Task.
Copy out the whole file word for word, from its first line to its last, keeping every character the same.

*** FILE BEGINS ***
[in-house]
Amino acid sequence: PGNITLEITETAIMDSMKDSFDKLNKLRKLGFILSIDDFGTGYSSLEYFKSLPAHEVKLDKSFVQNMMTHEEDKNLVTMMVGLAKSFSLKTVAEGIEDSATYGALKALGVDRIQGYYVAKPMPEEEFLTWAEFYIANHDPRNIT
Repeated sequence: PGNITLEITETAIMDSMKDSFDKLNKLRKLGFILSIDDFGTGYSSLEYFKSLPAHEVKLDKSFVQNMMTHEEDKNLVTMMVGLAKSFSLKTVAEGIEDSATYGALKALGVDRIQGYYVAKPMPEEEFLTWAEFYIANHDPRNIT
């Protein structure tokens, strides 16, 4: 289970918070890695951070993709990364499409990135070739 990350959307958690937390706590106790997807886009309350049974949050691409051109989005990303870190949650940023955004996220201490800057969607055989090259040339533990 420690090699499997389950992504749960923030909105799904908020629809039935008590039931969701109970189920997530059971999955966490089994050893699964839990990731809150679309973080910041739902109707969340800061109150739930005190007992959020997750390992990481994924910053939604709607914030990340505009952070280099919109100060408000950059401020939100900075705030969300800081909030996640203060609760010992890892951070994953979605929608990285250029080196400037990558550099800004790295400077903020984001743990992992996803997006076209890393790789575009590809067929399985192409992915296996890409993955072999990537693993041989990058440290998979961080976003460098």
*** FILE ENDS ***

[in-house]
Amino acid sequence: PGNITLEITETAIMDSMKDSFDKLNKLRKLGFILSIDDFGTGYSSLEYFKSLPAHEVKLDKSFVQNMMTHEEDKNLVTMMVGLAKSFSLKTVAEGIEDSATYGALKALGVDRIQGYYVAKPMPEEEFLTWAEFYIANHDPRNIT
Repeated sequence: PGNITLEITETAIMDSMKDSFDKLNKLRKLGFILSIDDFGTGYSSLEYFKSLPAHEVKLDKSFVQNMMTHEEDKNLVTMMVGLAKSFSLKTVAEGIEDSATYGALKALGVDRIQGYYVAKPMPEEEFLTWAEFYIANHDPRNIT
């Protein structure tokens, strides 16, 4: 289970918070890695951070993709990364499409990135070739 990350959307958690937390706590106790997807886009309350049974949050691409051109989005990303870190949650940023955004996220201490800057969607055989090259040339533990 420690090699499997389950992504749960923030909105799904908020629809039935008590039931969701109970189920997530059971999955966490089994050893699964839990990731809150679309973080910041739902109707969340800061109150739930005190007992959020997750390992990481994924910053939604709607914030990340505009952070280099919109100060408000950059401020939100900075705030969300800081909030996640203060609760010992890892951070994953979605929608990285250029080196400037990558550099800004790295400077903020984001743990992992996803997006076209890393790789575009590809067929399985192409992915296996890409993955072999990537693993041989990058440290998979961080976003460098």